Folks who were at that bank last week were like, I got a job and I’m fine, now they’re not. And so pivoting to the point about having a network, I love it when I see the people can pick up the phone and be like, Hey, my friend was just caught up in this thing, but they are fantastic. How can we help to pivot them and get them into another opportunity? What opportunities are there? Because it means that their brand is strong, it means that their value proposition is strong. And when you were talking, I was thinking about, you know, about being able to move from place to place and having folks being able to understand your value proposition based on your network.

And I thought to myself, how I know that your brand is strong is that, and maybe, well, let me pivot back. I know your brand is strong, but I was going to say I know your brand is strong because I’ve never been in a room where somebody’s not saying anything good about you, but I’m thinking to myself, they’re probably not saying anything bad about you no matter what because I’m in the room, because I don’t play that. But to that end, it is always, if you don’t know Sonya, here have you been? It’s always Sonya is adding this amount of value and she knows this and everybody needs to know Sonya because it’s true. And I remember even before I met you, people were saying that and we finally met each other, again it was that slow run through the field, like, how have we not met each other yet? And every time somebody asks how we met, I’m like, I don’t remember. But I just know that whatever it was, it took too long and thank goodness it happened.

Sonya Olds Som: Likewise.

Paula Edgar: So that seemed very in housey. Is there anything that you call out and specific to mistakes that people who are at firms that they make or if it’s the same thing, that’s fine too.

Sonya Olds Som: Again, not doing it, relying on being a servicing attorney and saying, I don’t need to do business development because somebody else is going to do the business development and then I will just do the work. Well, the problem with that is that when the market gets tight and there aren’t as many clients and there isn’t as much work, the rainmaker is also going to hold onto their work and do the work too. And frankly, when it’s time to lay people off, the first people to go are the people who are not bringing in business, because they know that they can just double down on having the rainmakers do their own work. And if you’re not the person who can help keep the lights on by bringing in the work, you’re going to have to go. The other reason why it’s a mistake is because if you spend your whole life as a servicing attorney, it’s frankly cannot be as lucrative, maybe it’s not as successful and it may not even be as satisfying and you don’t have as much control.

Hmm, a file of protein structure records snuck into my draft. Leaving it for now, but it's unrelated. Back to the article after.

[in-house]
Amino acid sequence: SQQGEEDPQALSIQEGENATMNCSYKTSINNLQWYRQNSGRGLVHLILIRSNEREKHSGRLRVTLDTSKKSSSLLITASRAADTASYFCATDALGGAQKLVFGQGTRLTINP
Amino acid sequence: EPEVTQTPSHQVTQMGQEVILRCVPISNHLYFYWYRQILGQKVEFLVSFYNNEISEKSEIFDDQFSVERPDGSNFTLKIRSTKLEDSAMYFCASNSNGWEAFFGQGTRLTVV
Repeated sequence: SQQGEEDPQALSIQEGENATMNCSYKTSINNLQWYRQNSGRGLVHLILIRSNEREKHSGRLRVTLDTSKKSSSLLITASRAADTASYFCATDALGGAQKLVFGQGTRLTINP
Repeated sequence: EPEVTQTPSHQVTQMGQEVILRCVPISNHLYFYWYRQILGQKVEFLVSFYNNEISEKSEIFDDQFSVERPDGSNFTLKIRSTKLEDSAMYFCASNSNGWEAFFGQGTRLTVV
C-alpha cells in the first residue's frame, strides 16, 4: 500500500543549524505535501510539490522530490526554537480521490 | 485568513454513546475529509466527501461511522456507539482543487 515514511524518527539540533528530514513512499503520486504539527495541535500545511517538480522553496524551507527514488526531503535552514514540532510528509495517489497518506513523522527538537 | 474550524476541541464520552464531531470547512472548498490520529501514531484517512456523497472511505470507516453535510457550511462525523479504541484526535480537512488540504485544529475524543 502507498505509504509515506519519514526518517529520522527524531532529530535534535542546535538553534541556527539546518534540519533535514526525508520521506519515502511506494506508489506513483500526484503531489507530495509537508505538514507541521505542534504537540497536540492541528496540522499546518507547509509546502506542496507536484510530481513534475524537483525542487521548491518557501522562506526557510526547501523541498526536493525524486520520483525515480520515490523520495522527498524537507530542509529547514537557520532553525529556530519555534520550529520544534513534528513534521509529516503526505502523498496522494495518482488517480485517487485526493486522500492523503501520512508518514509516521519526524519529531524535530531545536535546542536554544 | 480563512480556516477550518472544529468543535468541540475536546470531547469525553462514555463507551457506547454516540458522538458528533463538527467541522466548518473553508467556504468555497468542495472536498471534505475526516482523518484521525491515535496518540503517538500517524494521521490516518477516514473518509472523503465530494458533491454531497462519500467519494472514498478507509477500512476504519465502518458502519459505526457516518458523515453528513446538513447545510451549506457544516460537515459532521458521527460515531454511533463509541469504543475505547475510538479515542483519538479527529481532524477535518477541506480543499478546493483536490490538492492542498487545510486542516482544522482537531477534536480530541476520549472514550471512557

I love bringing in my own work because these are my clients. I usually have a long relationship with them. I understand them, they understand me. They don’t treat me like a vendor. If something goes wrong, they don’t say, oh, vendor did not perform – fired. They call me up and say, Sonya, we are going to have to figure this out and I trust you and I know that we will. So again, having the network and having the relationship so that you can move beyond the transactional into the trusted advisor is so, so important. So the other thing I’ll say is a big mistake is not stepping to people correctly and doing your business development when you’re at a firm. I have seen people fumble situations by going up to a general counsel, having a two second conversation and then being like, so when can we have a meeting?

You going to send me some work or what’s happening here? And it’s like they already know people. They met you five seconds ago and you have no game. Have you ever heard of trying to develop a relationship outside the transaction? Maybe offering them some free advice, maybe offering to make introductions for them. And again, I have an article about what the outside counsel can do to build a relationship with inside counsel. I have seen people piss off general counsel so badly that that firm is not getting any more work from that company until that general counsel is no longer there. Just so, so bad.

The other mistake I have seen though is sort of the opposite. I knew a law firm partner once who had a very deep multi-year relationship with a general counsel that went back to when they were like 18 year old line brothers together. And when he made equity partner at his firm, we were at lunch together and I said, have you reached out to X person who is a Fortune 100 general counsel? And he said, well, he emailed me to congratulate me and said we should get together sometime. I said, well did you get together sometime? And he said, well, I know he’s so busy and I don’t want him to think that I’m just trying to use him to get work. I almost had a heart attack in the middle of a restaurant, Paula. I was like, what are you talking about? I was like, y’all have been friends for 20 years since you were 18 year old line brothers. Do you really think he thinks you’ve been working a 20 year long con him in the hopes that maybe one day you could get his business? Are you crazy? And if anything he wants to help you. You’re his boy, you’re his boy, he wants to help you. And it helps him to have an outside counsel who he can trust is not just out for themselves. I’m like, if you don’t call him today, I’m calling him. Like, what are you saying? What is happening?

And so I think the mistake of saying my personal life is here and my professional life is there and never the twain shall meet, when in fact your main distinguishing quality from other equally qualified providers could be the personal relationship. So again, you can’t overindex on it like, hey, I assume you’ll give me work, so you can’t overindex on it. But on the other hand, you can’t completely discount it as being a part of how you build relationships and get business.